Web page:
By pushing the Citizenship Bill, the BJP has taken a calculated risk as it believes that this move would help the party in West Bengal, which has 42 Lok Sabha seats. The BJP’s friends and allies in the North East, such as the National People’s Party in Meghalaya, Nagaland’s Peoples Democratic Alliance partners, as well Mizo National Front of Chief Minister Zoramthanga, are all opposed to the amendments.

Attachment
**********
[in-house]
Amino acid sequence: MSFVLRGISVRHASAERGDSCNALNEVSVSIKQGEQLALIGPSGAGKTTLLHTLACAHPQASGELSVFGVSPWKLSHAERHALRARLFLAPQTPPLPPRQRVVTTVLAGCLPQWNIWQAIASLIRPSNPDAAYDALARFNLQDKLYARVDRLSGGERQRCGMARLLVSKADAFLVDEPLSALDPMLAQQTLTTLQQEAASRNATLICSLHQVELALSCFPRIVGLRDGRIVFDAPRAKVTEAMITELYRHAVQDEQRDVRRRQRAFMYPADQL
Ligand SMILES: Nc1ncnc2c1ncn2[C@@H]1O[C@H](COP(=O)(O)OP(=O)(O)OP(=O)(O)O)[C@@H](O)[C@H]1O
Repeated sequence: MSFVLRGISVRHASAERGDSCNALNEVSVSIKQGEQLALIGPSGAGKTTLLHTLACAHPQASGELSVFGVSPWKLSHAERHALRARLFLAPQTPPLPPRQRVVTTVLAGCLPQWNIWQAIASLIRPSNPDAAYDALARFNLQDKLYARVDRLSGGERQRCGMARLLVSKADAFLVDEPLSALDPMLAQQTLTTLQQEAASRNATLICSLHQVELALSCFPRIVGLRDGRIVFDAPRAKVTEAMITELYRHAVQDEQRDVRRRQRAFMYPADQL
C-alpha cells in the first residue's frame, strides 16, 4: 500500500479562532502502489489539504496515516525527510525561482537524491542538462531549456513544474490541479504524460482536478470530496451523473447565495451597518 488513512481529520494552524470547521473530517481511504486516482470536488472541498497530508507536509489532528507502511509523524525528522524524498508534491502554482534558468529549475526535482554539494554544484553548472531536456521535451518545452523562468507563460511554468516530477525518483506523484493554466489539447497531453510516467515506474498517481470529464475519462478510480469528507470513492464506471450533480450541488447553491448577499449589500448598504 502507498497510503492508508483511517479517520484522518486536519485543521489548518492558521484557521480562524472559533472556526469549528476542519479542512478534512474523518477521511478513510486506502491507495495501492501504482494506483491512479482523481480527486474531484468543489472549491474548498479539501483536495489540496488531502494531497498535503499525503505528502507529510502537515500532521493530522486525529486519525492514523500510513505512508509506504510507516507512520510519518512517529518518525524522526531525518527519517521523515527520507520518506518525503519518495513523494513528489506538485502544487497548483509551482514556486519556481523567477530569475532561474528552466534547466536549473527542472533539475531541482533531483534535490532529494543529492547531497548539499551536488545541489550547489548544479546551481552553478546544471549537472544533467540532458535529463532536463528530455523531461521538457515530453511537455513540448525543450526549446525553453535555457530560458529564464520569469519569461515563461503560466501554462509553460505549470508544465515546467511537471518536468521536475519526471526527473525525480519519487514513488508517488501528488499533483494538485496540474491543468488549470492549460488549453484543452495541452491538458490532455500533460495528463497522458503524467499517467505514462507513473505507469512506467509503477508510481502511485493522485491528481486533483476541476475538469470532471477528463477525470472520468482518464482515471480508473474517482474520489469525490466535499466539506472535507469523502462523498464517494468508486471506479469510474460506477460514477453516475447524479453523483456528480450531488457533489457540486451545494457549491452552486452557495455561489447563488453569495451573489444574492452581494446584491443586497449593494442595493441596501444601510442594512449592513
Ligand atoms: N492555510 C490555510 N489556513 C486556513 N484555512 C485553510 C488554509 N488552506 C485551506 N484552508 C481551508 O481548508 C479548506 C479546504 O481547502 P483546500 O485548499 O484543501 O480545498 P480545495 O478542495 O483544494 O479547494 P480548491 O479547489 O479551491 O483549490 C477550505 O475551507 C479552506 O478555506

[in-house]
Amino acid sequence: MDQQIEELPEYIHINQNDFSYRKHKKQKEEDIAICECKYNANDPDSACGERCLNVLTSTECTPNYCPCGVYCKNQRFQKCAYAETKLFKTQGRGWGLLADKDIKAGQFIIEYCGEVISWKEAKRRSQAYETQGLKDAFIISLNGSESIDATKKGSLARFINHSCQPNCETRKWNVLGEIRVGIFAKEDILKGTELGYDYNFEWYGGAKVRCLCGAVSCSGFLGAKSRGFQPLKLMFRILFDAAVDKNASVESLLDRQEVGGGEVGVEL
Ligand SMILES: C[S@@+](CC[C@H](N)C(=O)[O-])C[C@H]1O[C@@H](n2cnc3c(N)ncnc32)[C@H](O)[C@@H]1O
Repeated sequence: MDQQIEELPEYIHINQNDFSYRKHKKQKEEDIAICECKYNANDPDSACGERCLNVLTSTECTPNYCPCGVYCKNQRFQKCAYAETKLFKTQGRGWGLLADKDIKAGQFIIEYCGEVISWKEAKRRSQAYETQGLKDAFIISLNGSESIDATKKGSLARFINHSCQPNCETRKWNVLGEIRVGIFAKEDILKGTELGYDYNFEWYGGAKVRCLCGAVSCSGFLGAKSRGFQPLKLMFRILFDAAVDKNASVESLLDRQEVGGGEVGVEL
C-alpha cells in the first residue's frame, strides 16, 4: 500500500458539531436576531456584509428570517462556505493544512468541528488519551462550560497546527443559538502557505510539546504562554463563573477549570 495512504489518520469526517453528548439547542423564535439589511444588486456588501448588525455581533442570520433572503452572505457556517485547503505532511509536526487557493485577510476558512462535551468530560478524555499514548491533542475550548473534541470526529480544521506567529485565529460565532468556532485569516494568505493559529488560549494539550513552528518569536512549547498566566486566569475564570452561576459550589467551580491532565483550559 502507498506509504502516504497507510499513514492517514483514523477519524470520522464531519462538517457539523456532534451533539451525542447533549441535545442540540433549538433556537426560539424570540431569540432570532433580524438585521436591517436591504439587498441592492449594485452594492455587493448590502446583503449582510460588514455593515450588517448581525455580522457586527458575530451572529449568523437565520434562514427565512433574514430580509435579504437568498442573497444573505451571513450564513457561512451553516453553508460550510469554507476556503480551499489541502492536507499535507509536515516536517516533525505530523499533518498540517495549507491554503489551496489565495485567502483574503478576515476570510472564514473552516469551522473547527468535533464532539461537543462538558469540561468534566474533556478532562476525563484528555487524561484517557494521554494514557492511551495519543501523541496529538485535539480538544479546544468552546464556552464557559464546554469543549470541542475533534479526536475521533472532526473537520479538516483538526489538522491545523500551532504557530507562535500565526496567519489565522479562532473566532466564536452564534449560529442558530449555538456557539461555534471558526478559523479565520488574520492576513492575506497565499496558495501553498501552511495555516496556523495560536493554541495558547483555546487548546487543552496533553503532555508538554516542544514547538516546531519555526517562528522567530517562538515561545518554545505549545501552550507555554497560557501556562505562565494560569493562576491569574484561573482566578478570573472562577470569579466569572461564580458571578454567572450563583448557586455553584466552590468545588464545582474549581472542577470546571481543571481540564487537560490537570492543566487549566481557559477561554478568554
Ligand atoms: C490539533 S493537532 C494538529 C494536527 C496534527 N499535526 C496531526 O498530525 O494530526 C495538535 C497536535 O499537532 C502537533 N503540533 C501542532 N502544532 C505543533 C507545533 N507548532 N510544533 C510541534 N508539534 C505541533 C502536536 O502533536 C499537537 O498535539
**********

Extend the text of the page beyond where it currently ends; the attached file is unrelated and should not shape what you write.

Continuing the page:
Xenophobia is part of the northeastern psyche when it comes to all “outsiders”, including people from other Indian states as well as Nepalis. As in Kashmir, “outsiders’’ are not allowed to purchase property in the tribal states of the North East: Mizoram, Meghalaya and Nagaland. The Mizos are worried about Buddhist Chakmas crossing over from the Chittagong areas of Bangladesh. Arunachal is concerned that the new amendments would encourage Tibetans and Chakmas to settle in the state. Bengali speakers across the region are being viewed with suspicion. The inner line permit is a long-standing demand in Manipur and Meghalaya. The tribals of Tripura are also against the new Bill. If it does not help the BJPs election agenda, the Bill will not be pushed. But if the BJP thinks it can be a game changer in Bengal, it will do so in the next Parliament session ahead of the general elections.